Written by Kristen Kusek, Communications Director for USF CMS
ST, PETERSBURG, FL – Registration is open for the 49th Annual Underwater Mining Conference (UMC), co-hosted by the International Marine Minerals Society (IMMS) and the USF College of Marine Science. UMC will take place in person and online from September 27-October 2, 2020 in St. Petersburg, Florida.
The Conference will be held at the Vinoy Renaissance Resort & Golf Club. The Vinoy staff and conference organizers will ensure that federal and state-issued health and safety guidelines for COVID-19 will be strictly enforced. The UMC 2020 team will also host the conference virtually should that be necessary for attendees that cannot travel to the conference in Florida.
All conference details, including registration information, can be found at www.underwatermining.org. The organizers and hotel staff are prepared to be flexible with all potential cancellations and refund policies.
“This conference has historically been the largest gathering of ocean mineral stakeholders in the world,” said Greg Stemm, president of IMMS. “Whether we hold the conference in person or virtually, we commit to continuing to foster the rich exchange of information and ideas that was started more than 50 years ago.”
The conference has drawn together scientists and world leaders from government, academia, and industry in more than 25 countries to discuss all aspects of underwater mineral exploration, environmental research, and mineral extraction technology since 1970.
This year’s conference, “Marine Minerals: Solutions for Building a Green Energy Future,” addresses the green technology conundrum, said Dr. Mark Luther, conference co-organizer and professor at the USF College of Marine Science.
New technologies such as cell phones, solar panels, and electric cars require metals such as cobalt, but these have traditionally been mined from land reserves in countries that in some cases carry light, if any, environmental protections. Reports abound of forests and villages in the Congo and elsewhere being cleared in environmentally unsustainable ways to extract increasingly smaller amounts of land-based, strategically important minerals. That, coupled with political and social issues in the region, have created concern about relying on these sources.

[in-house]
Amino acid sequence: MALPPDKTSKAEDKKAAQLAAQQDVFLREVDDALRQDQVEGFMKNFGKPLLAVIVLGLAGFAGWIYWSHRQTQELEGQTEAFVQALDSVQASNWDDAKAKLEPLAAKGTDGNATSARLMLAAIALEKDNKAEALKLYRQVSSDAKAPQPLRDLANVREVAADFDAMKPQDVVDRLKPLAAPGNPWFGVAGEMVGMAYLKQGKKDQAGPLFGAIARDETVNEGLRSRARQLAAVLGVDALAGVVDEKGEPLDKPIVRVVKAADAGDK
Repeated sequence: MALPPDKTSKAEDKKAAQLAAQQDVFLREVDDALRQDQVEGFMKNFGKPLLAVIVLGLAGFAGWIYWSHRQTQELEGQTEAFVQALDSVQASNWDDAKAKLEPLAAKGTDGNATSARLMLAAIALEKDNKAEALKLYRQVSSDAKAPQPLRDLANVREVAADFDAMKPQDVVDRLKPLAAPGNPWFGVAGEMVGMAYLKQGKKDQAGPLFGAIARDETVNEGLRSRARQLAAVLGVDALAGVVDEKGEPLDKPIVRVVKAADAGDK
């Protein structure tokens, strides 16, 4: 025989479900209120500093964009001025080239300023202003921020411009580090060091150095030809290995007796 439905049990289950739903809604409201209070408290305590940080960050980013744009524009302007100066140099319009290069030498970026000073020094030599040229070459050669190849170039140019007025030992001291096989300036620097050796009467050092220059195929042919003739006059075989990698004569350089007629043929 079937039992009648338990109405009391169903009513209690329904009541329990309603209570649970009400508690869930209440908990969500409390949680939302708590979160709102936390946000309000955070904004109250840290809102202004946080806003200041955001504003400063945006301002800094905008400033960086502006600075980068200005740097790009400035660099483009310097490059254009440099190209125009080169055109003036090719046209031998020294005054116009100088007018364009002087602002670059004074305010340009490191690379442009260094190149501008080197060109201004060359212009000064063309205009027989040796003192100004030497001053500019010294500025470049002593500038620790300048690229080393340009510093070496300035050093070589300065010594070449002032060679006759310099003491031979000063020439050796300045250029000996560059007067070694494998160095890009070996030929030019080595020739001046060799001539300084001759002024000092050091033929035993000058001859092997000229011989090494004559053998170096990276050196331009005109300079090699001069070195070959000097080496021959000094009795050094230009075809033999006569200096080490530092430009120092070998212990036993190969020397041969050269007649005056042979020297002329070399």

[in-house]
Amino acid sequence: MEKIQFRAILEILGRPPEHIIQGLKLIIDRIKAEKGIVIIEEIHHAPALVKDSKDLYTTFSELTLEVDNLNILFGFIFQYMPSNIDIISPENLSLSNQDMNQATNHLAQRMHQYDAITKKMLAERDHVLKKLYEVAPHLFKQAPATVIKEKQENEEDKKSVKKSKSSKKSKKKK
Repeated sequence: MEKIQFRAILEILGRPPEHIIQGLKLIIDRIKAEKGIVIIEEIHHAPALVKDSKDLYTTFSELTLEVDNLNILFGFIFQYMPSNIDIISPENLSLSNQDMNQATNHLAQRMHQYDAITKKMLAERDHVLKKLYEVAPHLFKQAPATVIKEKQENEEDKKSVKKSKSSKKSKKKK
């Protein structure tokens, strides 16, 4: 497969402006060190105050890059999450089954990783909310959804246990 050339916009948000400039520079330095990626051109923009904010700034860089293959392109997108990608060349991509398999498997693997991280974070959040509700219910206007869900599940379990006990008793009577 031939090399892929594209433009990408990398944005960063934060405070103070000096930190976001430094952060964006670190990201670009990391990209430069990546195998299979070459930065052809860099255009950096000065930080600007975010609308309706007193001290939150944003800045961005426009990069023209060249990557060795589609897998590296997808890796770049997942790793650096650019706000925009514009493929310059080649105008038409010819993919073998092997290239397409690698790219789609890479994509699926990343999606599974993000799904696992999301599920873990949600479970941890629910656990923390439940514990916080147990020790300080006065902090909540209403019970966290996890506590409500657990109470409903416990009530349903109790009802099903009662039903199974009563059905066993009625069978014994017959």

“Many of us have turned our attention to the seafloor, where we find these minerals in quantities and quality that are increasingly difficult to find in terrestrial sites,” Luther said. “One of the major reasons this conference is to bring together the world’s leading ocean scientists and specialists to discuss the most current data and information relating to these deposits. This will help form sensible policies to determine whether these vast resources from the ocean can be recovered in an environmentally responsible manner,” he said.
Some of the deepest parts of the seafloor are covered by dense deposits of polymetallic nodules, which contain richer stores of valuable metals like cobalt and nickel than many found on land. The nodules range in size from a golf ball to a potato and are in some respects the “low-hanging fruit” because they can be raked into baskets without any kind of drilling or strip mining and with much smaller carbon footprints than operations on land, Luther said. “We’ve known about them since the Challenger Expedition in the 1870s and our current goal is to establish whether these can be excavated and processed in a safe and environmentally responsible manner,” he said.
Among the topics to be discussed at the conference are regulatory considerations related to mineral resource extraction, the technological challenges of conducting scientific surveys, and general policy considerations related to the long-term development of these resources.
For information about the conference, including registration, sponsorships and volunteer opportunities, contact:
Laura Azevedo, UMC Manager
Ph: +1 .727.631.9579